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The Journey of Lent
This is the first full week of Lent, and as such it is time for my first blog post using our devotional God Is On the Cross. This devotional is a compilation drawing from the writings of Dietrich Bonhoeffer, and conveniently placed into 40 nugget-sized devotions for our use.
Each week, for the 5 full weeks of Lent, I will choose one of those “nuggets”, and let my mind wonder a bit! My hope is that you will find these posts of some use as you continue your own journey of Lent. Please feel free to respond, give insight, or simply share what you’re thinking or feeling. Below is my first post:
(From the First Monday of Lent, pages 12-13)
“A faith that does not hope is sick. It is like a hungry child who will not eat or a tired person who will not sleep. As certainly as people believe, so certainly do they hope. And it is no shame in hoping, in hoping boundlessly. Who would even want to talk of God and not hope? Who would want to talk of God without hoping one day to see him? …And why should we be ashamed of our hope? We will one day have to be ashamed, not of our hope, but of our miserable and anxious hopelessness that trusts nothing to God, that in false humility does not grasp where God’s promises are given, that is resigned to this life and cannot look forward to God’s eternal power and glory. The more people dare to hope, the greater they become with their hope-if it is hope only in God and his sole power. Hope abides.”
“The Church is the place of unshakable hope.”
“For surely I know the plans I have for you, says the Lord, plans for your welfare and not for harm, to give you a future with hope.” Jeremiah 29:11
The kind of hope described above seems rebellious, almost scandalous, to me. As my father would say, it is the “nevertheless” kind of hope, and it reminds me of my favorite Psalm:
God is our refuge and strength, an ever-present help in trouble. Therefore we will not fear, though the earth give way and the mountains fall into the heart of the sea, though its waters roar and foam and the mountains quake with their surging.(Psalm 46: 1-3)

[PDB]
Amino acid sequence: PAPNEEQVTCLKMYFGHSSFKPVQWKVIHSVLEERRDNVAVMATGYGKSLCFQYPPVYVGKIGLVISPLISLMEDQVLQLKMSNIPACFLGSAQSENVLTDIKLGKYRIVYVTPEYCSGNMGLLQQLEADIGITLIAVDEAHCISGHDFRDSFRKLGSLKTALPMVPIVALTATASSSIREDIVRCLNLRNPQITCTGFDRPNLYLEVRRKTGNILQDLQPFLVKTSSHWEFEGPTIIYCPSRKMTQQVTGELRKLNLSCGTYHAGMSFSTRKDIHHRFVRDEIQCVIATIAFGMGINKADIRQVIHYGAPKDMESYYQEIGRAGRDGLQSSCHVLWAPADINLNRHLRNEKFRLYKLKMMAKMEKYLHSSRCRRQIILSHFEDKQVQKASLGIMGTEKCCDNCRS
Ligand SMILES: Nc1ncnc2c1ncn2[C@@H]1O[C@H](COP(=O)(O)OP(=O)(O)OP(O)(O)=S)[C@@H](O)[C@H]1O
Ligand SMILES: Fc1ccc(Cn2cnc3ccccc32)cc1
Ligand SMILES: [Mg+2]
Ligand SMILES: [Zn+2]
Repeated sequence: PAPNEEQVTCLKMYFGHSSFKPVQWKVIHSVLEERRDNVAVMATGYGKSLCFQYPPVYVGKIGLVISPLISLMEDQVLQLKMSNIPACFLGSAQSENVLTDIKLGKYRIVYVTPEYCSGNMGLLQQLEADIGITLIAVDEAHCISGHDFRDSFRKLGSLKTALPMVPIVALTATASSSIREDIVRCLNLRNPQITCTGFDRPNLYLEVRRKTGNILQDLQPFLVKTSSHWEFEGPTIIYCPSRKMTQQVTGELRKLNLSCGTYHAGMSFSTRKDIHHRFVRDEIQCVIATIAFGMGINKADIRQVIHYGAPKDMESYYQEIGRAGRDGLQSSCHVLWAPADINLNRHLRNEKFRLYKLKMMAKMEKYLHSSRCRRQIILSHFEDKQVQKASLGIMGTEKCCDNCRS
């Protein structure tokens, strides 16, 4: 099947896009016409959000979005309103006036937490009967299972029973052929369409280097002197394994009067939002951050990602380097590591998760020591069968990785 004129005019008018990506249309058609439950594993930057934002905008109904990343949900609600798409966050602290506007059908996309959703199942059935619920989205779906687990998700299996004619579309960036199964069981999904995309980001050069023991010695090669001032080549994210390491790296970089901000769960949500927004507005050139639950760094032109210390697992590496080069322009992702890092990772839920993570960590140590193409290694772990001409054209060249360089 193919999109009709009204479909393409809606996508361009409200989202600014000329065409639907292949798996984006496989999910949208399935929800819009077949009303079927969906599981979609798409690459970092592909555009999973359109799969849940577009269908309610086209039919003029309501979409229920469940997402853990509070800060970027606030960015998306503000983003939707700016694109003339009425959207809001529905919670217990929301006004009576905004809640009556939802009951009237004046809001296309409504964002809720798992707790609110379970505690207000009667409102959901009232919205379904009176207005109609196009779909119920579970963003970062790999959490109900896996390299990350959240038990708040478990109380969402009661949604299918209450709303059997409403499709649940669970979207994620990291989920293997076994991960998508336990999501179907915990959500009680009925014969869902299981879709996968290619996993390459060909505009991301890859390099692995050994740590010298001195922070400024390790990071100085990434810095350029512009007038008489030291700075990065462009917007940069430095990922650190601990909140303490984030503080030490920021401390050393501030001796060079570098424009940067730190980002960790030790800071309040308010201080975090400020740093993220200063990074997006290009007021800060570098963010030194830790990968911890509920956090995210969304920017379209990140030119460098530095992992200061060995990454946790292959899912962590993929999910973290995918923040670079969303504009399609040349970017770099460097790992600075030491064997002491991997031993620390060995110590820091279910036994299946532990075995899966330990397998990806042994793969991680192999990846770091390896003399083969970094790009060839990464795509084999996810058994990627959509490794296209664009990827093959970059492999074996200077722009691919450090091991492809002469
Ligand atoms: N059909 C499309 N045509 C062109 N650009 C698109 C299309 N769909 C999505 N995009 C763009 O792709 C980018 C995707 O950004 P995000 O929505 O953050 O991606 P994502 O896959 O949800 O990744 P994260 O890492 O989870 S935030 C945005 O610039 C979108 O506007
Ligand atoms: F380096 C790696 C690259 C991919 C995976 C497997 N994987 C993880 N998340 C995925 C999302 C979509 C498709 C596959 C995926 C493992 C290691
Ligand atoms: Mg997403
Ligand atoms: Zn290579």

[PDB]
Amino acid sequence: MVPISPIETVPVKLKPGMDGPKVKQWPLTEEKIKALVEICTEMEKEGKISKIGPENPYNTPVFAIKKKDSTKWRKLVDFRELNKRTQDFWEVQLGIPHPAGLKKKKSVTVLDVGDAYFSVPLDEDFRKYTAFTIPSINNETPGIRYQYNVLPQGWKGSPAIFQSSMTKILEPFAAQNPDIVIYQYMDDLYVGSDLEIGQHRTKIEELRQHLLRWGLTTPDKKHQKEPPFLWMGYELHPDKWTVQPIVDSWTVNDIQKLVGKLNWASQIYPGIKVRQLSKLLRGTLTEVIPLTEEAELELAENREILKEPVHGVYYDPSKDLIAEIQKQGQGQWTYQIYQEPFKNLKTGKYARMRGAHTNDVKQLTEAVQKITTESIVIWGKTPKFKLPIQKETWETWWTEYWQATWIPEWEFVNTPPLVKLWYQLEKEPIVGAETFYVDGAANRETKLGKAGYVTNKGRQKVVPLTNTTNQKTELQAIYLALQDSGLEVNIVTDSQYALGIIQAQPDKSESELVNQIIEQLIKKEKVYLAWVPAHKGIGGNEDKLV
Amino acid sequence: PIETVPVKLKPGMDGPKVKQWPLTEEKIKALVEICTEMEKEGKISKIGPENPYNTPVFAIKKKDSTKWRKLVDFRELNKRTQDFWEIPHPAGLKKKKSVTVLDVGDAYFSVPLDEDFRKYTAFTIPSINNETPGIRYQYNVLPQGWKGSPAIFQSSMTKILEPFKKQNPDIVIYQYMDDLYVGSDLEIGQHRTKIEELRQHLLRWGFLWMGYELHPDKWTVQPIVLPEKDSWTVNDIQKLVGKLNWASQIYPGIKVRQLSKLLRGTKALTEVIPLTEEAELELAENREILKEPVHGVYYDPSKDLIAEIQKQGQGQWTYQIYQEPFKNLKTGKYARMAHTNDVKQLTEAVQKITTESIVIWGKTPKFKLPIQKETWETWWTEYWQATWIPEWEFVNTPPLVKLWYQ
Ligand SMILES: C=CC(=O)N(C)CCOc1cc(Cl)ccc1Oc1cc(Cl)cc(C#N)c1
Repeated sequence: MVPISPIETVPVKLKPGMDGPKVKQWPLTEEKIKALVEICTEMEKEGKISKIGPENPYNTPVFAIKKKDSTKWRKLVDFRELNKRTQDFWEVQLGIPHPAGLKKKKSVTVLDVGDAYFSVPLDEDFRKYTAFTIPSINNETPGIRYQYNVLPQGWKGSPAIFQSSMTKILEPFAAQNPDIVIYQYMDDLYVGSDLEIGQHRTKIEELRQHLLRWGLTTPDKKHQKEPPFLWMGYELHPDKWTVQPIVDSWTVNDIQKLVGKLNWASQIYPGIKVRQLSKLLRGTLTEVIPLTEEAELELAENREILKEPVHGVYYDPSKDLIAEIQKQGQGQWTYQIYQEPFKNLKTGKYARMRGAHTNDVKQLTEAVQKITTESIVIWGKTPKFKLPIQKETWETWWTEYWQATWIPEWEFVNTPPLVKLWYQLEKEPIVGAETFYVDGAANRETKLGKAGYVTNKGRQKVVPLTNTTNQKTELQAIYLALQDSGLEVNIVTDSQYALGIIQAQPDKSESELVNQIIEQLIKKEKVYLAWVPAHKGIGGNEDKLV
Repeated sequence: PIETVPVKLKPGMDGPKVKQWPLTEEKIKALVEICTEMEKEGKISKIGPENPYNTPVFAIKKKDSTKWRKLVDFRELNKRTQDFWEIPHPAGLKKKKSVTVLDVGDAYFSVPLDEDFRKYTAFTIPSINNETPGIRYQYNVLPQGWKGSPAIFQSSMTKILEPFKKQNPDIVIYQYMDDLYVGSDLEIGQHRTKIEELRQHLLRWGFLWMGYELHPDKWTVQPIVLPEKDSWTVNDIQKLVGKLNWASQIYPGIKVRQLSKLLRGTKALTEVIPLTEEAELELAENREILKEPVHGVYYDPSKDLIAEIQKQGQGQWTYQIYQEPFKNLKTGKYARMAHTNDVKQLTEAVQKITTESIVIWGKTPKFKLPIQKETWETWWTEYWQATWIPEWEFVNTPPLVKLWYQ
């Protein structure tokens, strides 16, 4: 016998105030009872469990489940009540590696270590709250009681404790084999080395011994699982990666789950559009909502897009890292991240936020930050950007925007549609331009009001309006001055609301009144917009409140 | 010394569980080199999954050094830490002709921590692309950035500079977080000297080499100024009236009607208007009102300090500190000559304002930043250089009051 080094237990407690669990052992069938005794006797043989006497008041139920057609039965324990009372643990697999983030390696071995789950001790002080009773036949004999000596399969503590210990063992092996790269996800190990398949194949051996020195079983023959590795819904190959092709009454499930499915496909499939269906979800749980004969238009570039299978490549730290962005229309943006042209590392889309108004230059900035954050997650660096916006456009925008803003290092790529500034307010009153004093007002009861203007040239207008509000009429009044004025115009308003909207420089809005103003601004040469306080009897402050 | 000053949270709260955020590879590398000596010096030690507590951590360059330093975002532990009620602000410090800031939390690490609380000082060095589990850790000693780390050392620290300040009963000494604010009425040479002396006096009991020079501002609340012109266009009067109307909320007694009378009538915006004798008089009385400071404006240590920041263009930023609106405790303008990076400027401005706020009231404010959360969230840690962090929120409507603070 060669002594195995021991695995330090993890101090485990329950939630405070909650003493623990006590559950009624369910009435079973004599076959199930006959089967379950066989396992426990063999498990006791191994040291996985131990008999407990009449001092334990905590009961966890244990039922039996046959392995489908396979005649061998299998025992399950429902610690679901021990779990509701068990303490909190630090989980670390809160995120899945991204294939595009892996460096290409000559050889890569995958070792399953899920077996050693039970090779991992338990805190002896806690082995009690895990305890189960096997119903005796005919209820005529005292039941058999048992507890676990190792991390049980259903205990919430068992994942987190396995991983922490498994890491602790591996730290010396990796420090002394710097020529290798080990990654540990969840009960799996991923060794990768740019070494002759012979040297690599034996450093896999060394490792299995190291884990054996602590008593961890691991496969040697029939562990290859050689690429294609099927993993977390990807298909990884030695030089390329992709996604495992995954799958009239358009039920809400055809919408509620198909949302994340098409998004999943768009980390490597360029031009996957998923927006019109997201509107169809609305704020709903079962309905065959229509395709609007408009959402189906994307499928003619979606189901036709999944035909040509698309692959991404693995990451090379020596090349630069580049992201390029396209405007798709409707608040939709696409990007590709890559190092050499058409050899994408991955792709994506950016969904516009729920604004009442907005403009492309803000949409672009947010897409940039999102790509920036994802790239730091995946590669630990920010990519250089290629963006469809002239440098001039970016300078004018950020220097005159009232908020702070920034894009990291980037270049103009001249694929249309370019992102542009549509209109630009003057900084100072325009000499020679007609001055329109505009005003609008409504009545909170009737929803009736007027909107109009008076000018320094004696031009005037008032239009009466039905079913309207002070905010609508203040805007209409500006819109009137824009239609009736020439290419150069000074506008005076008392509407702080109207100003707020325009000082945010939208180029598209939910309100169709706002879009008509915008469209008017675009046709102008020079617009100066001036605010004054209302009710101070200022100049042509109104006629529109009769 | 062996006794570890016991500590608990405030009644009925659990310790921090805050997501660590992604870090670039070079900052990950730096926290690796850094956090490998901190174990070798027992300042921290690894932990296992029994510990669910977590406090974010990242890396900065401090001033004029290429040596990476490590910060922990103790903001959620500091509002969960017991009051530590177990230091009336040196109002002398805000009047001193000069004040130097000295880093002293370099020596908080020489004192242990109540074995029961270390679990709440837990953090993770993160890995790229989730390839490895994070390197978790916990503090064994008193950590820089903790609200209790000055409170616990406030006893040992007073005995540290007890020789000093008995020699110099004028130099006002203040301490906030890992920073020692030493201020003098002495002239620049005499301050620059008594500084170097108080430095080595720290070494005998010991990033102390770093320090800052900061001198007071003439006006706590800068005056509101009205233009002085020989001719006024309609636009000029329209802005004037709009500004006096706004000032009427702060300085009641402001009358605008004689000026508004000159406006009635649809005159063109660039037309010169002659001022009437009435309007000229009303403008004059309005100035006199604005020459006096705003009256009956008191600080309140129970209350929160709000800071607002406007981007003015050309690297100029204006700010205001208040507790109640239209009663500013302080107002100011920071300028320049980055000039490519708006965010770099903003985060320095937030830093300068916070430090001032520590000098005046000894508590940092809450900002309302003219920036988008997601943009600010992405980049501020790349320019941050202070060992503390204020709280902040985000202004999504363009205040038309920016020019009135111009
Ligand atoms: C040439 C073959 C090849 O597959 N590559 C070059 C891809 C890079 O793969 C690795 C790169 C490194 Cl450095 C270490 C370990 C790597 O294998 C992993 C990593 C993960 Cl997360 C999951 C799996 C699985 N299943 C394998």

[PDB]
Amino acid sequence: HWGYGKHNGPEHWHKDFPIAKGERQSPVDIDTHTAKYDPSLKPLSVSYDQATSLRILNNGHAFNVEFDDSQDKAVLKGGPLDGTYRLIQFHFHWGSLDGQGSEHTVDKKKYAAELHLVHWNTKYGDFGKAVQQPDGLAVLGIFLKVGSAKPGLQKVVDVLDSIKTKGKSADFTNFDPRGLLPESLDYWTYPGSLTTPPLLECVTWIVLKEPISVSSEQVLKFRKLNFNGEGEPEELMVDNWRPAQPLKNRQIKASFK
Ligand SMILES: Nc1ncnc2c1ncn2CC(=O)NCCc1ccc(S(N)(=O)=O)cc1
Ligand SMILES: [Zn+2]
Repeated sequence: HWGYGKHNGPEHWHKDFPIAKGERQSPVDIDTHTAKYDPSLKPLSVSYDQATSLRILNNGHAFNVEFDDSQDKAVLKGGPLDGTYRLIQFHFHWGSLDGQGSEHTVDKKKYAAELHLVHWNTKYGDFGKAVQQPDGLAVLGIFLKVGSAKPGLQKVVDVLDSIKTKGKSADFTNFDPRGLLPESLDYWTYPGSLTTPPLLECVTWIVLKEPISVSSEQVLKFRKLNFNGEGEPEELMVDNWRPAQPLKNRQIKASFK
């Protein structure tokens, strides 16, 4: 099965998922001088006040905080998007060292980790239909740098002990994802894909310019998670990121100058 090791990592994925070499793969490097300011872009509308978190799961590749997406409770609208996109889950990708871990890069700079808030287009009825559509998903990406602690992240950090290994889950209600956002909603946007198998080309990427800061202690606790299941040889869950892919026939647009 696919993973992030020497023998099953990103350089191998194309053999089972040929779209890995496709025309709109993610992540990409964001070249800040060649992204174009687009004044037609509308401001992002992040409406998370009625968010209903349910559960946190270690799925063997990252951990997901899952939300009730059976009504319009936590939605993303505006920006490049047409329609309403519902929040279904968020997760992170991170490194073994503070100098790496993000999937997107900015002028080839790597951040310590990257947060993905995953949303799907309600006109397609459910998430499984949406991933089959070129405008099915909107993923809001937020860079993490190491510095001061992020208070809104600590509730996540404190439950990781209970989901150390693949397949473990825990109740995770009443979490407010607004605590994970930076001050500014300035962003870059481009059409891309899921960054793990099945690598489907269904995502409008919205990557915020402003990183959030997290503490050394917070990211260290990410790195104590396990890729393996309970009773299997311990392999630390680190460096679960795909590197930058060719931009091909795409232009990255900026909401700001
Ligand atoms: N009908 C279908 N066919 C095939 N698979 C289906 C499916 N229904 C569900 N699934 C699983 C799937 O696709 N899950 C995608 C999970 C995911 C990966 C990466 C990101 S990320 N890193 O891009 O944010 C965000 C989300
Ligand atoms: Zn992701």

Like Christianity itself, to have hope or faith (Bonhoeffer argues you can’t have one without the other), in the face of the surrounding realities is counter-cultural, counter-intuitive, is simply counter to reason. It is, by it’s very nature, rebellious.
In today’s world, with 24-hour news eager to report the craven nature of things, the easiest thing would be to lose hope, to give into the powers and principalities and simply accept that this is as good as it gets. If it is easy for us to do that today, consider how easy it would have been for Bonhoeffer in the run up to World War II.
After years of economic depression, Bonhoeffer witnessed the church that he loved betray its faith for national pride and the promise of economic prosperity. As the years wore on, he watched German Jews lose position in government, have their business boarded up, and eventually be marched off to the concentration camps. He watched the world turn a blind eye to the atrocities being committed. As he became more and more convinced of the evil of his time, he rebelled further and further, even participating in a plot to assassinate Hitler. The plot failed, and Bonhoeffer found himself in prison. And yet…still…nevertheless…Bonhoeffer wrote of faith and hope even there.
Though the earth gives way, and the mountains fall, though the waters roar and the mountains quake…nevertheless…hope. Hope is rebellious. It is “in spite of” present circumstance. Some of the most hopeful songs we sing in church today come from the genre of liberation theology. Slaves, after generations in captivity, having never tasted the sweetness of freedom themselves, wrote songs of hope like There is a Balm in Gilead and Swing Low Sweet Chariot. The essential claim of these songs was that their present misery could not be all there was. They expected, hoped for, and believed in something more.
So did Bonhoeffer, and so must we. I know it’s not easy. A good friend of mine had the Jeremiah Scripture listed above on his kitchen counter. He believed those words, that God had plans for him that were good, not bad. He believed those words even when he was diagnosed with cancer. He believed those words even until the day that he died just 15 months later, two years ago this past Friday. And, I’m willing to bet that if we could ask him today, he would believe those words more fully than he ever did before. But, in our limited view, sometimes all we can see is the bad and the evil, and so we lose hope.
Dietrich Bonhoeffer was executed by hanging at Flossenburg concentration camp on April 9, 1945. Just two weeks later, American forces liberated that camp. Bonhoeffer never lost hope, and though he did not make it to the end, he was right. Good triumphed over evil. Better things were to come for his people. Some people consider his life tragic. But, would it not have been infinitely more tragic if he had chosen to give in, chosen not to rebel, and lived a life void of hope?
Hope abides. It is the active element of our faith that stands up to the world and screams, “No!” In this season of Lent, as we confess our sins before God with contrite hearts, we must never believe that our sins are more powerful than God’s ability and desire to forgive. Regardless of your present pain or suffering, God promises over and over again that this is not all there is, that although our limited vision might not always glimpse the Kingdom, nevertheless, it is there….